Mayor Of The Sunset Strip DVD Review

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by Casimir Harlow Jul 1, 2005 at 12:00 AM

    Mayor Of The Sunset Strip DVD Review
    SRP: £15.99


    The Mayor of Sunset Strip is presented in a below-average 1.85:1 aspect ratio anamorphically enhanced widescreen transfer, although you do have to appreciate the content as being consistently poor in quality. Old newsreel footage, grain concert footage and archive material - since the documentary covers the 60s, 70s and 80s, it is only expected that the picture would look pretty poor. The detail is largely lacking, with heavy grain running almost throughout, some extremely soft and out of focus shots, edge enhancement, glitches - the works. I can understand why it is in such poor shape but there is very little positive to say about this transfer.
    Mayor Of The Sunset Strip Picture


    It is strange to see a documentary like this get such decent treatment because - in a similar way to the transfer - you might expect that the material simply would not live up to the presentation. Thankfully this is not the case. We get two main tracks: Dolby 5.1 and DTS - and both are indistinguishably potent purely because, irrespective of the onscreen action, the soundtrack is an almost constant medley of song after song. There is little in the way of effects to fully utilise the six-speaker surround sound, but the music tracks do quite a good job, some of them probably never having been available in this format before. The dialogue is largely clear and the two excellent mixes certainly enhance the main film.
    Mayor Of The Sunset Strip Sound


    First up, we get an audio commentary by the writer, director and editor of The Mayor of the Sunset Strip, George Hickenlooper. He explains why he became interested in Rodney Bingenheimer, originally entranced by tapes of the guy's radio show. Twenty years later - thanks to interest from X-Files' Chris Carter's interest in the project - and Hickenlooper got his chance at making a film about Rodney. It took a great deal of research and the commentary quickly skims through the history of the production, from research and fact-gathering to interviews with the people who could tell him more. It is quite a nice commentary but his monotonous talking twenty-to-the-dozen does not leave a great deal of room for interest, so I would defer to the second commentary if you really want more on this subject.

    You see, the second commentary is with the man himself - Rodney Bingenheimer - and Producer Chris Carter, who clearly sustained a much longer interest in the subject. These two are much more interesting to listen to. Rodney pretty-much narrates his on-screen action, but Chris manages to coax out some interesting anecdotes from him, even offering up some titbits of his own from his wealth of research into Rodney. Of the two, this is the slightly more lively offering - benefiting a great deal from the presence of two contributors.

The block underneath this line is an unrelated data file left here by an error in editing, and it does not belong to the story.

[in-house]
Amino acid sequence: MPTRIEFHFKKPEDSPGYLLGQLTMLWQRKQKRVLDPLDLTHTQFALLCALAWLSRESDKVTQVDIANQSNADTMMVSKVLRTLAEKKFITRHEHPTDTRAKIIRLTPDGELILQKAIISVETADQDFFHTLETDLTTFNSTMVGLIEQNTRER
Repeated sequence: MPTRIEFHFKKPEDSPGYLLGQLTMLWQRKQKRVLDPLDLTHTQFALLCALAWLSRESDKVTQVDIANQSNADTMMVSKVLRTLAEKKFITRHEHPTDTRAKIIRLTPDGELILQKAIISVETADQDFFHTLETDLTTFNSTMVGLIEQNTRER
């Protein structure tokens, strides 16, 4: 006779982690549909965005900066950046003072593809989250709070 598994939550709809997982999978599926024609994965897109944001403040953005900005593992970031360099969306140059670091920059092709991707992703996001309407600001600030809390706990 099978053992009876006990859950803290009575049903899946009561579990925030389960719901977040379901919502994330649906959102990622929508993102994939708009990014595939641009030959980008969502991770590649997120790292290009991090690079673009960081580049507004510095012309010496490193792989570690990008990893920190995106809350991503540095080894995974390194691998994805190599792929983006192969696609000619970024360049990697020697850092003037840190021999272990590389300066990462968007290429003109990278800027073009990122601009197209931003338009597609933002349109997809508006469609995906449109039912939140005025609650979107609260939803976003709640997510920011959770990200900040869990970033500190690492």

Next up we get five 5-10 minute interviews with some of Rodney's celebrity friends, although they are mostly just extensions of the interview clips shown in the main feature. We get more David Bowie, more with Brian Wilson and Elvis Costello, more of Courtney Love, Oasis and Gwen Stefani. Some of them have some interesting stories to tell, but the gist of these interviews was captured in the documentary anyway, so you can see why these full-length versions were not left in.

    Finally we get a Tartan Trailer Reel for five films - the blue-collar version of American Psycho, The Machinist, featuring an anorexic Christian Bale on good form, the daring and disturbing Kevin Bacon sex offender drama, The Woodsman, the visually amazing Wong Kar-Wai movie 2046 and the strangely serious teen dramas Mysterious Skin and Mean Creek.

    Mayor Of The Sunset Strip Extras


    The Mayor of Sunset Strip tells a tale of a man who loved Rock and Roll so much that he was prepared to skirt the sidelines of his icons for the whole of his life. Some may appreciate this lesson, others may like the nostalgic recap of the different eras in American music culture, but I personally did not warm to it. The video is understandably restricted because of the archive footage it includes, but the audio easily makes up for it with two solid tracks. There are also not one but two commentaries from parties involved and extended interview footage from the main feature. It is a decent disc for those who are interested - and if you are, you should probably pick it up now.
    Suggested retail price when reviewed: £15.99

    The Rundown



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